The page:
Case Report – Federal Court considers accuracy principle, orders damages under PIPEDA

The Federal Court issued a PIPEDA judgment today in which it considered an organization’s duty to maintain accurate records of personal information and ordered damages under PIPEDA, both for the first time.

The judgment is about an inaccurate credit report given by a credit reporting agency to a bank. The agency wrongly associated negative credit information with the applicant based on the similarity between his identifiers and the identifiers of the individual to whom the negative information related. The applicant made some inquiries and diagnosed the error in early January 2008. It took the agency about 20 days to confirm the error, amend the applicant’s credit record and send a notice of correction to the bank. The applicant took issue with how forthright the agency was in dealing with the matter, both in its willingness to accept responsibility for the error (as opposed to blaming the collection agency that had supplied it with the negative information) and in notifying the bank.

The Court held that the credit reporting agency:

  • failed to keep the applicant’s personal information “as accurate, complete and up-to-date as is necessary for the purposes for which it is to be used” as required by PIPEDA principle 4.6;
  • failed to keep the applicant’s personal information “sufficiently accurate, complete, and up-to-date to minimize the possibility that inappropriate information may be used to make a decision about the individual” as required by PIPEDA principle 4.6.1; and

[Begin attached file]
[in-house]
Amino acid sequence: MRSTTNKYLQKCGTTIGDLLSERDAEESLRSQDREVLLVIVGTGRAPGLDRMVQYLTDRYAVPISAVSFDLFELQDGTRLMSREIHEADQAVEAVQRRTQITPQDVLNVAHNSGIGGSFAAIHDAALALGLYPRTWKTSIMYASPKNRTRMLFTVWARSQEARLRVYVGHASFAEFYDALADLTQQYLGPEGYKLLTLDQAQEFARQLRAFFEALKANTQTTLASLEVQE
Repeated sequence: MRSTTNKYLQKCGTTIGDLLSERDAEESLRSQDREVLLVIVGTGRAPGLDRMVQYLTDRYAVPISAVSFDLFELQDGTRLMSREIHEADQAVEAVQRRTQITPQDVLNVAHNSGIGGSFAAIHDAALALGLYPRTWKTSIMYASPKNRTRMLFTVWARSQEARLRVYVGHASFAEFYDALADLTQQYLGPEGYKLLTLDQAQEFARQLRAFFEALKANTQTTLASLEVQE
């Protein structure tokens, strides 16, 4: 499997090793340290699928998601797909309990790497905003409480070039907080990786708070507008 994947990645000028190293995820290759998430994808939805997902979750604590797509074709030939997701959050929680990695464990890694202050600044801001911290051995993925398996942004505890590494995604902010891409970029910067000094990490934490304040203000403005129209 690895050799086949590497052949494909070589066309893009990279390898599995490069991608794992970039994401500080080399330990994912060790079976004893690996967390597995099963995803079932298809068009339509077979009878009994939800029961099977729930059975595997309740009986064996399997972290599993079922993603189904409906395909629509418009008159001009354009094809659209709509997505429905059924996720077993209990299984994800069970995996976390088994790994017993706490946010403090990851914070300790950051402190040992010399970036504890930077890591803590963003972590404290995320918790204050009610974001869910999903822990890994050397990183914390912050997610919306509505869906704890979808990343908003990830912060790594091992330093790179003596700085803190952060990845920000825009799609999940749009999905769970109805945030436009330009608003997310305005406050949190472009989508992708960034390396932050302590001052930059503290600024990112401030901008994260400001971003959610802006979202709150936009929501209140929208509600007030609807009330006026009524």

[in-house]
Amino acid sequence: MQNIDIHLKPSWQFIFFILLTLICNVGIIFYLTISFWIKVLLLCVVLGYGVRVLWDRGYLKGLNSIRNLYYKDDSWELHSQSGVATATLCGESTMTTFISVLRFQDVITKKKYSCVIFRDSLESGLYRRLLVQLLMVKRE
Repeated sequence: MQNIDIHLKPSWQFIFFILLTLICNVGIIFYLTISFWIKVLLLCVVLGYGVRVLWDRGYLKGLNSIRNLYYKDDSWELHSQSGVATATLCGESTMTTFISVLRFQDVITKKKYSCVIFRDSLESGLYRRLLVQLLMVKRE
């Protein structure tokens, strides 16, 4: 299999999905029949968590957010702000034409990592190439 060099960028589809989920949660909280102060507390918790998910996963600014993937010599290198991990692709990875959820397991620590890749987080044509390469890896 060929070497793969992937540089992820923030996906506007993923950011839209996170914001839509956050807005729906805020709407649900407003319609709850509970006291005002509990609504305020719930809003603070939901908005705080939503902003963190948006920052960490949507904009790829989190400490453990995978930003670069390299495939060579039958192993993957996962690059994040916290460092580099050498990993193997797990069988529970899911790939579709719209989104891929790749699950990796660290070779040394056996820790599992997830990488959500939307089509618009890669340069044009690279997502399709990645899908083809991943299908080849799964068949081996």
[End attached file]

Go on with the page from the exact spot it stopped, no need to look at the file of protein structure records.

• failed to provide amended information as required by PIPEDA principle 4.9.5 because it simply advised the bank that the applicant’s credit record had been amended without providing a copy of the amended credit record or otherwise indicating that the amendment was in the applicant’s favor.

In upholding the accuracy complaint, the Court rejected the agency’s argument that its use of industry standard matching practices (which contemplate some margin of identification error) and its correction effort rendered it in compliance. The Court was very clear that neither compliance with industry standards nor complying with the duty to correct are valid defences to an accuracy complaint, but did suggest that liability for keeping inaccurate personal information is not absolute. It stated:

PIPEDA does not require that personal information be completely accurate, complete, and up- to-date; rather, it requires that personal information be as accurate, complete, and up-to-date “as is necessary for the purposes for which it is to be used.” Thus, it is the use that the information is put to that dictates the degree of accuracy, completeness, and currency the information must have.

It then suggested that the agency failed to take the reasonable precaution of conducting a manual check prior to issuing its credit report.

The Court awarded the applicant $5,000 in damages for humiliation suffered. While it recognized its recent statement in Randall v. Nubodys Fitness Centres that damages ought to be awarded in “egregious situations” only, it held that damages should be ordered to “uphold the general objects of PIPEDA and uphold the values it embodies,” including by deterring future breaches. In awarding damages in the circumstances, the Court noted the evidence of humiliation, the credit reporting agency’s profit motive and the credit reporting agency’s “failure to take prompt, reasonable steps to correct the record and reverse the situation it had caused.”

There are other aspects of the Court’s judgment of significance, including aspects related to the scope of the Federal Court’s jurisdiction under section 14 and its jurisdiction to make compliance orders under section 16(a).

Mirza Nammo v. Transunion of Canada Inc., 2010 FC 1284.

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